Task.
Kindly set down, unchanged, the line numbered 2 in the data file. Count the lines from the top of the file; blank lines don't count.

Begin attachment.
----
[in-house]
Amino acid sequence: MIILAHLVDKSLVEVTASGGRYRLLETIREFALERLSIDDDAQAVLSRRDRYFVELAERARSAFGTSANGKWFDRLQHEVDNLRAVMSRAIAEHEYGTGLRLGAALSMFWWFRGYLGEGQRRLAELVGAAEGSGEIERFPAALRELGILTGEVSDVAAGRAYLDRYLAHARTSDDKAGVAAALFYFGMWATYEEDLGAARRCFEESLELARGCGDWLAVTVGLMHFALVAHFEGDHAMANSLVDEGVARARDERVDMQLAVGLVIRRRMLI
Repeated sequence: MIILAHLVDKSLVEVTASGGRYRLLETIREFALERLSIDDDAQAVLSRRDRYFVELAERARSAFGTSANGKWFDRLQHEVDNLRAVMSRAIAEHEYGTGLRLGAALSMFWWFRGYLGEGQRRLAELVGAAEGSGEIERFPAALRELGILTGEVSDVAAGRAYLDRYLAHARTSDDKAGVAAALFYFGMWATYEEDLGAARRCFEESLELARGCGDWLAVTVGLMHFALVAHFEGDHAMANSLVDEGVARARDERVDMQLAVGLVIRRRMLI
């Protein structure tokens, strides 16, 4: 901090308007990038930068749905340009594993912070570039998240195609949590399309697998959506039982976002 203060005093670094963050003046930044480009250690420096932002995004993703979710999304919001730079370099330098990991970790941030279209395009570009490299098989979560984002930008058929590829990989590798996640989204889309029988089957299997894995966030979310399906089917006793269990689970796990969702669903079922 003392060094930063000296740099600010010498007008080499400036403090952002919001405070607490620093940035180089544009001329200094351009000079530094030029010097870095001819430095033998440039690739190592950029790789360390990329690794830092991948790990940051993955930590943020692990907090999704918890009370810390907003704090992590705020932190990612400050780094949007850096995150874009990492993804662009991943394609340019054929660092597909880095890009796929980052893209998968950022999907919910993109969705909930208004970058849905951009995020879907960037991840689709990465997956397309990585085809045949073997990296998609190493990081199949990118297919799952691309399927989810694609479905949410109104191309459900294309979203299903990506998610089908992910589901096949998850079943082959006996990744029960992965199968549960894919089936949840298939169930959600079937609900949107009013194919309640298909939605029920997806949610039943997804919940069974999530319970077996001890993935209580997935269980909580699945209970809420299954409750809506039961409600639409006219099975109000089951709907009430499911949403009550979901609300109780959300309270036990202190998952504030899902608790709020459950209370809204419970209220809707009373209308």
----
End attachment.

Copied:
Amino acid sequence: MIILAHLVDKSLVEVTASGGRYRLLETIREFALERLSIDDDAQAVLSRRDRYFVELAERARSAFGTSANGKWFDRLQHEVDNLRAVMSRAIAEHEYGTGLRLGAALSMFWWFRGYLGEGQRRLAELVGAAEGSGEIERFPAALRELGILTGEVSDVAAGRAYLDRYLAHARTSDDKAGVAAALFYFGMWATYEEDLGAARRCFEESLELARGCGDWLAVTVGLMHFALVAHFEGDHAMANSLVDEGVARARDERVDMQLAVGLVIRRRMLI